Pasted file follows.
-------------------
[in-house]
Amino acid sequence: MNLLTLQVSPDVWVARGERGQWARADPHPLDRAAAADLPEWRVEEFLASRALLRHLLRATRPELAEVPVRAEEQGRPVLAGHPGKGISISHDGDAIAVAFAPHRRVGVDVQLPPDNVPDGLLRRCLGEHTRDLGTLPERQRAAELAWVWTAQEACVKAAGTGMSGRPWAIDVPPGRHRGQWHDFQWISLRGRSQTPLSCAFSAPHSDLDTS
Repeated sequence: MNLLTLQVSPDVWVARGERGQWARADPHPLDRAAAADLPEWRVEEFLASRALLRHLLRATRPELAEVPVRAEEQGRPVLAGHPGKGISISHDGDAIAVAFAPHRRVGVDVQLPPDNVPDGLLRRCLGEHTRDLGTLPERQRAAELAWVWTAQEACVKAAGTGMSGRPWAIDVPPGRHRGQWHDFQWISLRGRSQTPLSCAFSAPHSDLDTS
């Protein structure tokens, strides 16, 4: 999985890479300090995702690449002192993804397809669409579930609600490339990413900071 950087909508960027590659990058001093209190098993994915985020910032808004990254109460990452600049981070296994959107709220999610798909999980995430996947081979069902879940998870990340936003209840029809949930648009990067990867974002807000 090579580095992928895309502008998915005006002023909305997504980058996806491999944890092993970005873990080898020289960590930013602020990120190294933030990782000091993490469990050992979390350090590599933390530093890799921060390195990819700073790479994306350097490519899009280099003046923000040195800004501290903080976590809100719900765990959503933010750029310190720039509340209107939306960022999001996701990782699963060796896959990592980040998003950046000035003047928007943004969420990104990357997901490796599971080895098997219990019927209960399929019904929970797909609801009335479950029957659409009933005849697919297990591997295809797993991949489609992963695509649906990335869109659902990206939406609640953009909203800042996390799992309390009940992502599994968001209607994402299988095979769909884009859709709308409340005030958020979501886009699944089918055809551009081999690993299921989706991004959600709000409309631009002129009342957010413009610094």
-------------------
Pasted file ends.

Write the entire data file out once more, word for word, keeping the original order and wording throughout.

[in-house]
Amino acid sequence: MNLLTLQVSPDVWVARGERGQWARADPHPLDRAAAADLPEWRVEEFLASRALLRHLLRATRPELAEVPVRAEEQGRPVLAGHPGKGISISHDGDAIAVAFAPHRRVGVDVQLPPDNVPDGLLRRCLGEHTRDLGTLPERQRAAELAWVWTAQEACVKAAGTGMSGRPWAIDVPPGRHRGQWHDFQWISLRGRSQTPLSCAFSAPHSDLDTS
Repeated sequence: MNLLTLQVSPDVWVARGERGQWARADPHPLDRAAAADLPEWRVEEFLASRALLRHLLRATRPELAEVPVRAEEQGRPVLAGHPGKGISISHDGDAIAVAFAPHRRVGVDVQLPPDNVPDGLLRRCLGEHTRDLGTLPERQRAAELAWVWTAQEACVKAAGTGMSGRPWAIDVPPGRHRGQWHDFQWISLRGRSQTPLSCAFSAPHSDLDTS
């Protein structure tokens, strides 16, 4: 999985890479300090995702690449002192993804397809669409579930609600490339990413900071 950087909508960027590659990058001093209190098993994915985020910032808004990254109460990452600049981070296994959107709220999610798909999980995430996947081979069902879940998870990340936003209840029809949930648009990067990867974002807000 090579580095992928895309502008998915005006002023909305997504980058996806491999944890092993970005873990080898020289960590930013602020990120190294933030990782000091993490469990050992979390350090590599933390530093890799921060390195990819700073790479994306350097490519899009280099003046923000040195800004501290903080976590809100719900765990959503933010750029310190720039509340209107939306960022999001996701990782699963060796896959990592980040998003950046000035003047928007943004969420990104990357997901490796599971080895098997219990019927209960399929019904929970797909609801009335479950029957659409009933005849697919297990591997295809797993991949489609992963695509649906990335869109659902990206939406609640953009909203800042996390799992309390009940992502599994968001209607994402299988095979769909884009859709709308409340005030958020979501886009699944089918055809551009081999690993299921989706991004959600709000409309631009002129009342957010413009610094």